One thing that hasn't changed all that much is BMW's low-key approach to mid-life styling updates. Blink and you'll miss them. Stand looking at the car for fifteen minutes and you might still miss them. The key design theme seems to be to make the car look wider and lower than before, so BMW has revised the front and rear bumper assemblies with broader horizontal elements. The headlights have also been tinkered with, LED indicators now acting as eyebrows across the top of the light units. At the rear, the tail lamps are full-LED units with more heavily curved light bars. There is also a revised range of wheels, with rims up to 19 inches in diameter available as an option - and 20-inch wheels can be selected from the BMW accessories range.
The cabins have had a similarly light touch applied to them, with a splash of chrome here and a high-gloss surface there. Other updates include cup holders in the centre console with a sliding cover and an additional practical storage area for items such as a smartphone, positioned forward of the cup holders. There's a respectable amount of rear legroom for what remains a manageably-sized car. The saloon's luggage bay still measures 480-litres - or there's the Touring estate version with 495-litres.
Market and Model
This improved 3 Series range certainly boasts premium pricing. Or at least it does in 320d guise where the figures start at around 30,000 for the saloon version, with a premium of around £1,500 for the Touring estate version. There's a choice of SE, Sport, Luxury or M Sport trim designations and all can be ordered in either rear wheel drive or 'xDrive' 4WD guises. All of the standard models get a 190bhp version of the 2.0-litre diesel engine, but if you opt for the super-frugal 'EfficientDynamics Plus' model (prices from around £30,500), then you get this unit in 163bhp form.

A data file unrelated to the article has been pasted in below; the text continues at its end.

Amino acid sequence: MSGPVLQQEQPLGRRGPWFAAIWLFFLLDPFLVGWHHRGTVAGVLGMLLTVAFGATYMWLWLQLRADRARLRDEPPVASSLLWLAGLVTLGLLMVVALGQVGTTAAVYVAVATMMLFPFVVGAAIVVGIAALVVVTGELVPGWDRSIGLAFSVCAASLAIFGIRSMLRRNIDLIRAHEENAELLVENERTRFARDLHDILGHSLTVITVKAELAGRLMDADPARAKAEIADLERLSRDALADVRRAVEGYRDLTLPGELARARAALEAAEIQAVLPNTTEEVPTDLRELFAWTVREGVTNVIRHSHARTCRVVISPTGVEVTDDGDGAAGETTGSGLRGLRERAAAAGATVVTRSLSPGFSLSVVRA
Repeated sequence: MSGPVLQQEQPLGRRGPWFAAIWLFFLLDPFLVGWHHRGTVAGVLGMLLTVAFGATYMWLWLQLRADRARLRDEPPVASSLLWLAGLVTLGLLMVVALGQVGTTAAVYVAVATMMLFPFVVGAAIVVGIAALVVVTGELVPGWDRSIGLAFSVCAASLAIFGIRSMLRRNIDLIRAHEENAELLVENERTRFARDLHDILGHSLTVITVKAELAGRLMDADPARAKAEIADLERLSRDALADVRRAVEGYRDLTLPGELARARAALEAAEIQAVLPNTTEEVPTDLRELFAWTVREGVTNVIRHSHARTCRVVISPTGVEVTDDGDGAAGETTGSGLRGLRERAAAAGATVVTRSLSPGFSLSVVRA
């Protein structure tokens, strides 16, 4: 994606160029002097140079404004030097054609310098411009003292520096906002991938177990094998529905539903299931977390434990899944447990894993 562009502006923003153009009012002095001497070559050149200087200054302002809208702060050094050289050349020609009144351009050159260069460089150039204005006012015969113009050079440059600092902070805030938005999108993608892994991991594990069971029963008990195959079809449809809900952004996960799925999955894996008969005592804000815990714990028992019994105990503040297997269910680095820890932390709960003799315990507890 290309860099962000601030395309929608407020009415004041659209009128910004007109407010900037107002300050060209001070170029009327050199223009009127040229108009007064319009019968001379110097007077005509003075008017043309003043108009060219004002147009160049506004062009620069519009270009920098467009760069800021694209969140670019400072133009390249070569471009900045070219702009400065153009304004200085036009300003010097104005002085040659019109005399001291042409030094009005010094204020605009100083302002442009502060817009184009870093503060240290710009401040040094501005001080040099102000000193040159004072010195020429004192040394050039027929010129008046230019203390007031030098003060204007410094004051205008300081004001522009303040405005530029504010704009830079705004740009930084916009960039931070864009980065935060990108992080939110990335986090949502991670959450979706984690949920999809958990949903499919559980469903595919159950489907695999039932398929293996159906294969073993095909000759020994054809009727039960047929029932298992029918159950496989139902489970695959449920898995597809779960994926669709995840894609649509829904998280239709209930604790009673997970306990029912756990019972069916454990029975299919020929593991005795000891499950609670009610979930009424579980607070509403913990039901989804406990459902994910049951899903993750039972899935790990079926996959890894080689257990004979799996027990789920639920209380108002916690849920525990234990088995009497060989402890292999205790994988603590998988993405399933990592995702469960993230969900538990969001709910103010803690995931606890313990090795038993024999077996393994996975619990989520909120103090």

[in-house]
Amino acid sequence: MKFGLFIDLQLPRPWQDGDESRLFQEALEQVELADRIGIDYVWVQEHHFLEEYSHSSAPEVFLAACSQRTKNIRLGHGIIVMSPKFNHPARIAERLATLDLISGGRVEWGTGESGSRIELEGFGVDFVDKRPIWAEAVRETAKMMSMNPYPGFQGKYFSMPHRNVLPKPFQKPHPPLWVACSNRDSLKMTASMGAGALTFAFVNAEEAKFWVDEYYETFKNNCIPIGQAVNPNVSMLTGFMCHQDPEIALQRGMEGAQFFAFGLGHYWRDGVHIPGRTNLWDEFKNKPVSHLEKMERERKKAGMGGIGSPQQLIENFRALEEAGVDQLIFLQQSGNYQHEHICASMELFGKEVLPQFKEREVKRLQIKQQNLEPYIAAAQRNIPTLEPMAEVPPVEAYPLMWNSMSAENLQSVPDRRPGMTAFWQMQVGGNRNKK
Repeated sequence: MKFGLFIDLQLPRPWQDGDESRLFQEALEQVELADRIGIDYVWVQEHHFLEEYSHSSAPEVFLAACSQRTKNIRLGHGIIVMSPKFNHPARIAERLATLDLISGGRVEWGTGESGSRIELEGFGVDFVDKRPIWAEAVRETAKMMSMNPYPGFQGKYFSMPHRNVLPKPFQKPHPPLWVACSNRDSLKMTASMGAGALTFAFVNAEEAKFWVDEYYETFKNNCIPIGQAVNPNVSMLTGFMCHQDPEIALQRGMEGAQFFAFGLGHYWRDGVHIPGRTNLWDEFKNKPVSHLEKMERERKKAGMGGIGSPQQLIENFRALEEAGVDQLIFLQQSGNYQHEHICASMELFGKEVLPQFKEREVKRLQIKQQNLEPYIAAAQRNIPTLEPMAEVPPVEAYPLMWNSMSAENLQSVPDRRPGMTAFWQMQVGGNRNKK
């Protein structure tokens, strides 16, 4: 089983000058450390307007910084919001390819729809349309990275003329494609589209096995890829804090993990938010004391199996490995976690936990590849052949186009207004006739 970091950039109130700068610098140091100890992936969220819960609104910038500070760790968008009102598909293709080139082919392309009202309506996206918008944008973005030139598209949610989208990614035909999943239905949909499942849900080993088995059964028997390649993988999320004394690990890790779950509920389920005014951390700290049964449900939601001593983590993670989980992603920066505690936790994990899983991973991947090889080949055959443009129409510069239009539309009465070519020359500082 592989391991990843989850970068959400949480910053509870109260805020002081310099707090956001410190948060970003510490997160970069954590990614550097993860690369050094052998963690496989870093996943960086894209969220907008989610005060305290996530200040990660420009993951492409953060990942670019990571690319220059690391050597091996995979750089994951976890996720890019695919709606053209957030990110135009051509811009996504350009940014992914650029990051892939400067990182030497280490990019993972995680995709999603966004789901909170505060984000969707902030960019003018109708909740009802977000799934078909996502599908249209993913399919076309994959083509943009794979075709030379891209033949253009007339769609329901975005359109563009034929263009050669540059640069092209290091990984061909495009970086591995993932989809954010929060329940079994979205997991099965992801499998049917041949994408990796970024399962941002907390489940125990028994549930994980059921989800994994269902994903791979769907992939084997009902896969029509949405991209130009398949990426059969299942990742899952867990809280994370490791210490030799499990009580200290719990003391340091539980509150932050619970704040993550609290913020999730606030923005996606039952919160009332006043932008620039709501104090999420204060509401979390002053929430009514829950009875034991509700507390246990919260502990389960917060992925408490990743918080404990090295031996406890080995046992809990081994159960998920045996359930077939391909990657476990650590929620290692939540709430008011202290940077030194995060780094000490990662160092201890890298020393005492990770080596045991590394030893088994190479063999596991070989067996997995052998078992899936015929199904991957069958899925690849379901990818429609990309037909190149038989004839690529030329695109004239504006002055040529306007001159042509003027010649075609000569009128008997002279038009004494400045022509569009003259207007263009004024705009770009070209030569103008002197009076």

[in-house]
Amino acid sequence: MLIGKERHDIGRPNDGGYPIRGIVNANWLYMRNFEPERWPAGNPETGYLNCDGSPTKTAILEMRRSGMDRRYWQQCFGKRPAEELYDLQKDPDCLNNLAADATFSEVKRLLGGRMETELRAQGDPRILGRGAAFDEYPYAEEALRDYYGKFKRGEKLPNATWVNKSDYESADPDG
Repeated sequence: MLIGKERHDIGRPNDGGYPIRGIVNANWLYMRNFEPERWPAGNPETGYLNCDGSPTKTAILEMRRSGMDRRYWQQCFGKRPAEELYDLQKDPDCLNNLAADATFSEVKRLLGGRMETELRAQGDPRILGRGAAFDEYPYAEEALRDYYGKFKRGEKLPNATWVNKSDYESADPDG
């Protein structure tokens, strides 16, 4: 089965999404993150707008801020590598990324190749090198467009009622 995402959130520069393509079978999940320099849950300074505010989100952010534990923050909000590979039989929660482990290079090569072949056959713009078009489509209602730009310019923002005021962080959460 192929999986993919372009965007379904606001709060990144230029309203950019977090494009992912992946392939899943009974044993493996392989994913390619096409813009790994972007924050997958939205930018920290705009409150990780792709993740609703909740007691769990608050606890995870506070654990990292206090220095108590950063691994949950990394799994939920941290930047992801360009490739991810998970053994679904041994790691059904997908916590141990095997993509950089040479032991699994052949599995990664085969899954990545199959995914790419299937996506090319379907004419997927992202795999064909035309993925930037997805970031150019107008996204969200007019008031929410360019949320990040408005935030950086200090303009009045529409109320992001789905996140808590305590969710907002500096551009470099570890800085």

There's plenty of kit offered, even in SE trim. You'll find automatic air-conditioning, Bluetooth, satellite navigation, a BMW Professional radio with 6.5-inch colour screen and iDrive, keyless starting, USB, a multi-function leather steering wheel, cruise control and automatic boot opening.
Cost of Ownership
The 320d is a vehicle that's carved out a reputation as one of the most affordable ways to put a BMW on your drive. The latest car looks a very strong contender with ultra-competitive economy and emissions figures right across the board. Any vehicle that can accelerate to 62mph in 7.3 seconds and still return 67.3mpg on the combined cycle and 111g/km has to be taken seriously, particularly given this car's wonderfully usable real world overtaking ability. The real standout efficiency performer in the range at present, though, is the 320d Efficient Dynamics Plus variant, which manages to wring 72.4 miles from a gallon of diesel on the combined cycle and emits a mere 102g/km. That's about what Peugeot's diesel electric hybrid 508 RXH can deliver. It's just that the BMW isn't carrying any batteries about with it.
Expect strong residuals which will continue to give mainstream car manufacturers something to fret over. Insurance ratings are also said to have been driven down by better repairability and improved security.
It's always enjoyable when a car turns out to be better than expected. The price of this improved 3 Series may have gone up a bit but what's not up for debate is how far the 3 Series in general and this 320d in particular has kicked on and placed genuine distance between itself and the best of its rivals. Both business and private users will be drawn to a vehicle that can achieve nearly 70mpg and emit just 111g/km, or do even better if you opt for the slightly less powerful EfficientDynamics Plus model.
As impressive as that ED Plus variant is, unless you're really intent on carving a few quid off your annual running costs, the standard 320d in entry level SE trim makes the most sense. It's quick, composed, and classily constructed. Right now I'd hate to be a product designer at Audi or Mercedes. BMW has produced what might just be the most impressive 'real world' car on the market.
BMW 320d review by Jonathan Crouch